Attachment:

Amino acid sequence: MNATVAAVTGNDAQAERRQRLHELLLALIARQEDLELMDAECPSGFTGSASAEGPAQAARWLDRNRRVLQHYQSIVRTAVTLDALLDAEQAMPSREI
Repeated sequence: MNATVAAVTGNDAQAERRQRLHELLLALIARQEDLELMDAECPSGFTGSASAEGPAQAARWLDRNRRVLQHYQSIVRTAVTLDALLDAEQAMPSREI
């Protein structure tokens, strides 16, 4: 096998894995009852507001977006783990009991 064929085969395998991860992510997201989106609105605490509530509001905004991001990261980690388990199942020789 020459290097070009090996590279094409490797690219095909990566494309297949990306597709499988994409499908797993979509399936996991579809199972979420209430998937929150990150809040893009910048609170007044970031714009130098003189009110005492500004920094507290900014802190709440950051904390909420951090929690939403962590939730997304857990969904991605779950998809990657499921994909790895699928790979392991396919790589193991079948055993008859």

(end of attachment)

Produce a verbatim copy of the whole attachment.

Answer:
Amino acid sequence: MNATVAAVTGNDAQAERRQRLHELLLALIARQEDLELMDAECPSGFTGSASAEGPAQAARWLDRNRRVLQHYQSIVRTAVTLDALLDAEQAMPSREI
Repeated sequence: MNATVAAVTGNDAQAERRQRLHELLLALIARQEDLELMDAECPSGFTGSASAEGPAQAARWLDRNRRVLQHYQSIVRTAVTLDALLDAEQAMPSREI
């Protein structure tokens, strides 16, 4: 096998894995009852507001977006783990009991 064929085969395998991860992510997201989106609105605490509530509001905004991001990261980690388990199942020789 020459290097070009090996590279094409490797690219095909990566494309297949990306597709499988994409499908797993979509399936996991579809199972979420209430998937929150990150809040893009910048609170007044970031714009130098003189009110005492500004920094507290900014802190709440950051904390909420951090929690939403962590939730997304857990969904991605779950998809990657499921994909790895699928790979392991396919790589193991079948055993008859």